Infrastructure – A Bipartisan Issue

Tax reform and infrastructure can significantly boost the American Economy and create real job and wage growth, but both present serious challenges, politically and substantively

By Ed Rendell

With the failure of the healthcare bill, Congress will now turn its attention to tax reform and infrastructure. Both reviewed as being an initiative that can significantly boost the American Economy and create real job and wage growth, but also present serious challenges, both politically and substantively. This makes legislation enacting them not a sure thing. I strongly believe that the best opportunity to enact good initiatives dealing with both of these important issues is by combining them. There is real synergy between them and combining them would give both sides some significant political cover. To hopefully start that discussion to that end, I wrote the following op-ed piece for the New York Daily News:

I consider myself a strong, partisan Democrat, but I am an American first. As an American, I hope that the Trump Administration and the Congress can come together and get things done. It is my belief that if the Administration were to reach out to Democrats, many would respond in good faith to help resolve the problems facing our country.

I believe there is a great opportunity for this type of bipartisan cooperation if we look at the two challenges of tax reform and infrastructure as one package. The Administration has indicated that it intends to commit only $200 billion over a 10-year period in federal investment towards an infrastructure revitalization program. It hopes that this would encourage sufficient private and state investment to make up the trillion-dollar plan that then-candidate Trump promised during the campaign. That’s simply unrealistic. Twenty billion dollars a year in federal investment is not nearly enough to make a dent in our problem. The American Society of Civil Engineers said that we needed to spend $2 trillion over the next 10 years to just give the U.S. infrastructure a fair grade (this year’s ASCE report gave it a D+). The President is right that the states must do their part, but 22 states have already raised their gas tax in the last five years, and fourteen more are considering or have considered such legislation this year.

The President is also right that private investment can be a part of a revitalization plan, but it is unrealistic to think that it can provide a substantial portion of our needs. For example, there are 60,000 structurally deficient bridges in America that urgently need repair, and less than 100 of them could generate enough traffic so that tolling them would give private investment a reasonable rate of return. That would leave the other 59,900 bridges in need of government investment.

There is an idea out there that would work to provide considerable funding for infrastructure, and it could only succeed if we make infrastructure part of a tax reform plan.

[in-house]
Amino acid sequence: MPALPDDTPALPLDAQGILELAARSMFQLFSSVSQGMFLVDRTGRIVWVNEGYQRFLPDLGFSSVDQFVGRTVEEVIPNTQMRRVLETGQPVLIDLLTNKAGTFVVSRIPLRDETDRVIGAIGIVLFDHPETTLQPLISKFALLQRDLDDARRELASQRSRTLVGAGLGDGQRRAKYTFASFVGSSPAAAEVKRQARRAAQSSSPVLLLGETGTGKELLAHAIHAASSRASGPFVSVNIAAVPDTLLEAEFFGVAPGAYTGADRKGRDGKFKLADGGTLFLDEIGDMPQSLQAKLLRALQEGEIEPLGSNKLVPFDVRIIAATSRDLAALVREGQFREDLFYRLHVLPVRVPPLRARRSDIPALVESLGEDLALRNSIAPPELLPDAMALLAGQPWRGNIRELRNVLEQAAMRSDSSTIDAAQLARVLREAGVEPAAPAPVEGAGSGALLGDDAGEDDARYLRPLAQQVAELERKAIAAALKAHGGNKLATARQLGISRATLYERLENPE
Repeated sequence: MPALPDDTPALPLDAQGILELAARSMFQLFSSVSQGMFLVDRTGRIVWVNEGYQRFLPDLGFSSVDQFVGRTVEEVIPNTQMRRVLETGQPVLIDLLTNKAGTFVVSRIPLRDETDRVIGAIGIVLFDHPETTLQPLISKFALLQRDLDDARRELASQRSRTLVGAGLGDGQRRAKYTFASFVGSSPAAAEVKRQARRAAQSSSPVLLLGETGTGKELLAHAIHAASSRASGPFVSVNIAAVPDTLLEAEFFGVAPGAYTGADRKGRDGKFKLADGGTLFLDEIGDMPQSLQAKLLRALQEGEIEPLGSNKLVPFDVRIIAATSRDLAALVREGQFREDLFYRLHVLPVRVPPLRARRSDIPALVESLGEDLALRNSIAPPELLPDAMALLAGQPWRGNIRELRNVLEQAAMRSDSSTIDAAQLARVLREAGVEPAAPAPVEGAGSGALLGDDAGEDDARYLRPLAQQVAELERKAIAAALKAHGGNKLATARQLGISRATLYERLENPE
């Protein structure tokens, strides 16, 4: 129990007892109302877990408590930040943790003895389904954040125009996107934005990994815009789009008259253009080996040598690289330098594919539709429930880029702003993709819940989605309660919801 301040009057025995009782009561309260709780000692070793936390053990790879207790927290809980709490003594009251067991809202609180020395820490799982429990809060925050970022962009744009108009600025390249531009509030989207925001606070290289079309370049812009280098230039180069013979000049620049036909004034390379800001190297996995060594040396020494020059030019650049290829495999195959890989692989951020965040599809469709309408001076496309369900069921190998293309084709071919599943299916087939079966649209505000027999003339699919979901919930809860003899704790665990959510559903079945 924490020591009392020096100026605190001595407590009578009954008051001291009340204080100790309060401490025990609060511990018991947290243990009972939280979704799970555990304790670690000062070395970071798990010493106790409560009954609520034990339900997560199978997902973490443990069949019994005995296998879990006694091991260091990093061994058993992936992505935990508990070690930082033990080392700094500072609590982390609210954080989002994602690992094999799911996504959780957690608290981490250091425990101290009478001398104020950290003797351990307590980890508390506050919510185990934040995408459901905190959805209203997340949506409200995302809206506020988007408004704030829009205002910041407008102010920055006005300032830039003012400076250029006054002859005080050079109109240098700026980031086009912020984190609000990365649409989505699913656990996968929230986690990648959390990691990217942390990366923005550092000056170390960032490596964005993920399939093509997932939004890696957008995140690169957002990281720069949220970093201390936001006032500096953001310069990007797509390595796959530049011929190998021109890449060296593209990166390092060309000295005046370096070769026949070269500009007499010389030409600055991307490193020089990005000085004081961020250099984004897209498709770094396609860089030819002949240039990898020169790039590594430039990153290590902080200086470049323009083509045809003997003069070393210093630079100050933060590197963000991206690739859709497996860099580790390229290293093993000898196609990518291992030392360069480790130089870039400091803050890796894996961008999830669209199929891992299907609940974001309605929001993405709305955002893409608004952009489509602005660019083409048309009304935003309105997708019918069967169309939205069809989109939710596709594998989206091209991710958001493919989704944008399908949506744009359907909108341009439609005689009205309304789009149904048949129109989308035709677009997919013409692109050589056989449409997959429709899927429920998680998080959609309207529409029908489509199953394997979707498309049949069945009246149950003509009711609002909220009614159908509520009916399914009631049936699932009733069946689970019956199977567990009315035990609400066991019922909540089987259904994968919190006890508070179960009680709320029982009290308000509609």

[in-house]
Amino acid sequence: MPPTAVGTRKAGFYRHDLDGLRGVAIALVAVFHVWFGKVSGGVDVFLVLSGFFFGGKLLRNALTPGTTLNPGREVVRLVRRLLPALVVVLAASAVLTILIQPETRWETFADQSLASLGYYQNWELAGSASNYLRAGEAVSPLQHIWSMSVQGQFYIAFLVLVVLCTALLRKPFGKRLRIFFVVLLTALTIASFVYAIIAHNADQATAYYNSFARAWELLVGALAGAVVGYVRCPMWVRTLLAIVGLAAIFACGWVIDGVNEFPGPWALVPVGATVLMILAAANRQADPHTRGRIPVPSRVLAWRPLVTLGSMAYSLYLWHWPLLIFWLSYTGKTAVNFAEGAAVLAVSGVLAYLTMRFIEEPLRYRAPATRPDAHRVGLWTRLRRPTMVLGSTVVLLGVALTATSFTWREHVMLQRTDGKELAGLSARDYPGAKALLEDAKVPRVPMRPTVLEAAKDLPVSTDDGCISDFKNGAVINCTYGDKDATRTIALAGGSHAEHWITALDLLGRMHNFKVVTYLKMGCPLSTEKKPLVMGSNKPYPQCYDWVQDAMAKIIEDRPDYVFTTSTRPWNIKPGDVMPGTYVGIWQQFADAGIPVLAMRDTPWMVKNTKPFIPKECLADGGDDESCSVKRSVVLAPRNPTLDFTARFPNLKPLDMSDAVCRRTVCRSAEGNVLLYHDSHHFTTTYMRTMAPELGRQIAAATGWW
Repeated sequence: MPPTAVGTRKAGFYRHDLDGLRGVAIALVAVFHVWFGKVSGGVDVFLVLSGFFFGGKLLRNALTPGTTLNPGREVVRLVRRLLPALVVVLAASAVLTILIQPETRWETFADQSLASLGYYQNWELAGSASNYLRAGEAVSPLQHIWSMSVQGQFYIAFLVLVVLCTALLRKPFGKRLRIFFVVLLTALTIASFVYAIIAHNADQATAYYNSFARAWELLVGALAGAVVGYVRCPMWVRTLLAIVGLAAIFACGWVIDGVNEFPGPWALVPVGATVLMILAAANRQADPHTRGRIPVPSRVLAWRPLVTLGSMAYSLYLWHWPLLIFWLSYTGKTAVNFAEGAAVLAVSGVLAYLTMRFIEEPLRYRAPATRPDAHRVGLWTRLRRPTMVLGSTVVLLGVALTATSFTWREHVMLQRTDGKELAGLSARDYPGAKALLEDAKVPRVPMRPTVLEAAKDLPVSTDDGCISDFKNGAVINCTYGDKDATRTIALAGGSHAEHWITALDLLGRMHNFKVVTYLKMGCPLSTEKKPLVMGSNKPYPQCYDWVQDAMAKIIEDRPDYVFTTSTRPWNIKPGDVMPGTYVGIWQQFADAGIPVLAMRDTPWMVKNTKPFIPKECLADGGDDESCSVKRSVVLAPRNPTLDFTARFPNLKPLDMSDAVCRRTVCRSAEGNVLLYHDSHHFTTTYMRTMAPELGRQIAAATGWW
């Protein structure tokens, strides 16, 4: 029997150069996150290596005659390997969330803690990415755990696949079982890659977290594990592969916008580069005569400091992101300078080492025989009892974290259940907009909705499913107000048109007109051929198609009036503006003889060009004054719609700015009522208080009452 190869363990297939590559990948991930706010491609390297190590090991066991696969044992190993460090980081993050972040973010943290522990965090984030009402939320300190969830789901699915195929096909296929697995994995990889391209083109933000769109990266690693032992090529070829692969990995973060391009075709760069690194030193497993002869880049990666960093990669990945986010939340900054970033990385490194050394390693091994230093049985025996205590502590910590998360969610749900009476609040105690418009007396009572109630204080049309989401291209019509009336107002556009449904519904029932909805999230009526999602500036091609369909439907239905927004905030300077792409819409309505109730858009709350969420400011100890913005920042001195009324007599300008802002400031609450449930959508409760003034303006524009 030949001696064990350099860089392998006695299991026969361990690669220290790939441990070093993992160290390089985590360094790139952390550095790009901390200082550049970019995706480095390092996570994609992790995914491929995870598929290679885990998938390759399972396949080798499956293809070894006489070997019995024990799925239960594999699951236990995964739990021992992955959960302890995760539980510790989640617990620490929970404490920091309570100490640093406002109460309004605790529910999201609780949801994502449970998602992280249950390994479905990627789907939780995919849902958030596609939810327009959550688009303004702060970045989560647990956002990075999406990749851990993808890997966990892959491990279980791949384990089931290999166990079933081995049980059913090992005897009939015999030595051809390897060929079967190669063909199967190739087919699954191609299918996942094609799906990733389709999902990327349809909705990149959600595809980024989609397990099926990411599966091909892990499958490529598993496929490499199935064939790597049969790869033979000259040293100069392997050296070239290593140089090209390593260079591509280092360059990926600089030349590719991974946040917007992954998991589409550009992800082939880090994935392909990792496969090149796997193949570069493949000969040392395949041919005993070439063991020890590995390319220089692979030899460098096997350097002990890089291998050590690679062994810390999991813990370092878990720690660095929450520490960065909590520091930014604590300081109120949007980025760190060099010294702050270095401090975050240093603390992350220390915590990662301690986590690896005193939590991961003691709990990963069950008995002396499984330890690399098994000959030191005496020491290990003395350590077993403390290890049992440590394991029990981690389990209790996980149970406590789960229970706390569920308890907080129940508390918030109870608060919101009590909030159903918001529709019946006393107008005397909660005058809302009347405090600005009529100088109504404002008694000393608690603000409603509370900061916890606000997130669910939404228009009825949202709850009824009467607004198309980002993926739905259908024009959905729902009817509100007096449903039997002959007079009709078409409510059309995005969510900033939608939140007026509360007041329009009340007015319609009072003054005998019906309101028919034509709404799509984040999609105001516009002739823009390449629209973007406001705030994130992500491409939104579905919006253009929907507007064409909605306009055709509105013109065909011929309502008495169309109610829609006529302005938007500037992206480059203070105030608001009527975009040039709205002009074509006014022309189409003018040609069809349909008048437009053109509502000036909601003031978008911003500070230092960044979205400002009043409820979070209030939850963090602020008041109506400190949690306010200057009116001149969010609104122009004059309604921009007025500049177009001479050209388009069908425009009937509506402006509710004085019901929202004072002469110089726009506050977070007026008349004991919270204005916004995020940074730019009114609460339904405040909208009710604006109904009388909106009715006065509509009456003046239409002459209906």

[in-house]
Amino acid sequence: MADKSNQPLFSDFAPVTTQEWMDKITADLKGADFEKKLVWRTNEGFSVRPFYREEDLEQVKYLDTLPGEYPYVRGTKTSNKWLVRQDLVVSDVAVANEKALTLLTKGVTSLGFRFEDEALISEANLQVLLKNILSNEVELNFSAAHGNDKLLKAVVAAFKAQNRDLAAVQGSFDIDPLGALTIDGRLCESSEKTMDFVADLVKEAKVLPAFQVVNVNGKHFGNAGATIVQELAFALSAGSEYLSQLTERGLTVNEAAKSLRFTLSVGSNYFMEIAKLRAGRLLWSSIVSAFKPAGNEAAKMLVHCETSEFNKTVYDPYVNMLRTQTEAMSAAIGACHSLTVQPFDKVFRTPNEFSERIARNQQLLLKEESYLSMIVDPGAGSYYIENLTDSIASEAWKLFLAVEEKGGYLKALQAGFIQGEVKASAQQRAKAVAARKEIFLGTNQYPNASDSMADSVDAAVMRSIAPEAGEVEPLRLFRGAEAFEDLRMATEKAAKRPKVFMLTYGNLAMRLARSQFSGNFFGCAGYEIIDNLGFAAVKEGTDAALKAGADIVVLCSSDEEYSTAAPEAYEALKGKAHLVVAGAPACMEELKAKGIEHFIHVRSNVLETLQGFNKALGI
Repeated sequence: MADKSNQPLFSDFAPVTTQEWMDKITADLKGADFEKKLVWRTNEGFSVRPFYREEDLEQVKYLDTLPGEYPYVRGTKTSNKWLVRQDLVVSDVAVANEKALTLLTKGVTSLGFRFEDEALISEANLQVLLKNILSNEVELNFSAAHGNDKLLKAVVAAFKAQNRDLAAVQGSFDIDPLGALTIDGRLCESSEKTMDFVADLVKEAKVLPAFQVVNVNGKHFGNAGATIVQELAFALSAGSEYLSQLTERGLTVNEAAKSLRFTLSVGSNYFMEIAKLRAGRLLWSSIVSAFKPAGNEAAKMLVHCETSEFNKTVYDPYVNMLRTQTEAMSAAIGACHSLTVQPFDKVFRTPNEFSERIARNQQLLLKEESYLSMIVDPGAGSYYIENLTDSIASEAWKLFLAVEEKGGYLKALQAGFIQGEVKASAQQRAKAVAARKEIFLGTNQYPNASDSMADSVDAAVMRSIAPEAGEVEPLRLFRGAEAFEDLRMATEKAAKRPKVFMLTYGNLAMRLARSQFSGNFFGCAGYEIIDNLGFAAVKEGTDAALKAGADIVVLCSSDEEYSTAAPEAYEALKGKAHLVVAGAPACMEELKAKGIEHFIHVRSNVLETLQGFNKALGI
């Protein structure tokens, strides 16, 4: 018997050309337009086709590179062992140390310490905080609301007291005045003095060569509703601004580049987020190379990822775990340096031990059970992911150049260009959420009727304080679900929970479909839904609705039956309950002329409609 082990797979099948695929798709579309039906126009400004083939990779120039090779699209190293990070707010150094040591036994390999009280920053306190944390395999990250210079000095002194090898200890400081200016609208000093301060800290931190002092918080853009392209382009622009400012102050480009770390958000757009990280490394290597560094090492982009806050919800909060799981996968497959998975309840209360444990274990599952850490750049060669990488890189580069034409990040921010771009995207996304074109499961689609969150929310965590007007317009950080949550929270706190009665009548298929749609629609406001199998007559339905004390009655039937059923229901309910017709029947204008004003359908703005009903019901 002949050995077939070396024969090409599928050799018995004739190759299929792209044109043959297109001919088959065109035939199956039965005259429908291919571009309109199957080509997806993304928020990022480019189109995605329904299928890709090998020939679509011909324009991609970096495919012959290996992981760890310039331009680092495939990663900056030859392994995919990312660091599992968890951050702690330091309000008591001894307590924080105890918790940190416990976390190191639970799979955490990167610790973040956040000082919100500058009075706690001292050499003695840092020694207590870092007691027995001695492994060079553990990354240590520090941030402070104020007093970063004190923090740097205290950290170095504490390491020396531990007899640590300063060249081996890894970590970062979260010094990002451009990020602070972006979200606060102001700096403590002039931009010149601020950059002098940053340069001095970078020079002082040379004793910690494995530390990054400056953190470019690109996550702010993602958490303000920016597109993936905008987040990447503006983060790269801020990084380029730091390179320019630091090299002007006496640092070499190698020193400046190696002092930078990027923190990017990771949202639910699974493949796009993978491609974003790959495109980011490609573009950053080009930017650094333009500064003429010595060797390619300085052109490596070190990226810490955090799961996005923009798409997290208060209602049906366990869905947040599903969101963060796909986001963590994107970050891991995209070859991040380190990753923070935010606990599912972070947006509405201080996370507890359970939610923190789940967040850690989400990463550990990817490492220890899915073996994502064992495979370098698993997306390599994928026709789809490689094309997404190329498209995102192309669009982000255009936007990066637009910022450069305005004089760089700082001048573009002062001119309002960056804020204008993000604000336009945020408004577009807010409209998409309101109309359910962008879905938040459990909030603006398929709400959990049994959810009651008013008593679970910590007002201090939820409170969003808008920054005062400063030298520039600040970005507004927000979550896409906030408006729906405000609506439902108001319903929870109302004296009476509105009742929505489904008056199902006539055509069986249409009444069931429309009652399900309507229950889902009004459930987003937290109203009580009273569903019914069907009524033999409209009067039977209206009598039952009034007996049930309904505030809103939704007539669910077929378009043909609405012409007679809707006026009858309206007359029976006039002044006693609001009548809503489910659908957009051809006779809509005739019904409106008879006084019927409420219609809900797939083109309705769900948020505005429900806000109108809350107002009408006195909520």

The President’s tax reform proposal contains, what he calls, a substantial tax cut for middle class Americans. Assume for a moment that that tax cut would provide the average middle class family a $2,000 to $3,000 reduction in federal taxes. Then we would adopt the bipartisan Corker-Murphy proposal, which would raise the federal gas tax by 10 cents a gallon and index it to inflation. There could hardly be taxpayer ire over a gas tax increase that would cost the average driver $140 a year, when that driver would be getting a tax cut worth thousands of dollars. It would make an increase of the gas tax politically palpable. This increase would provide at least $150 billion over the next 10 years.

Next, the tax reform package should include a repatriation of U.S. companies’ offshore revenue at a 10 percent tax rate, with 100 percent of the money going towards infrastructure investment. I believe this idea would receive significant business support. Tim Cook, the CEO of Apple, recently endorsed it. This could produce somewhere between $300-400 billion in revenue which could be spread over the next decade. This level of real federal investment from the increase and indexing of the gas tax and repatriated funds could attract Democratic support, and when combined with the Presidents original proposal would generate between $650-750 billion over 10 years. Though it is still not quite the level of investment candidate Trump promised, when combined with significant increases in state funding and private investment, it would be an excellent start for an infrastructure plan that American sorely needs.

Infrastructure has traditionally been a bipartisan issue. It’s time our policymakers in Washington come out of their partisan corners and start working together.

Edward G. Rendell, Pennsylvania’s 45th Governor, began a second term of office on January 16, 2007, following a landslide re-election victory. As Governor, Rendell served as chief executive of the nation’s 6th-most-populous state and oversaw a $27.5 billion budget. He currently serves as co-chair for Building America’s Future Educational Fund (BAF Ed Fund), a bipartisan coalition of elected officials dedicated to bringing about a new era of U.S. investment in infrastructure that enhances our nation’s prosperity and quality of life.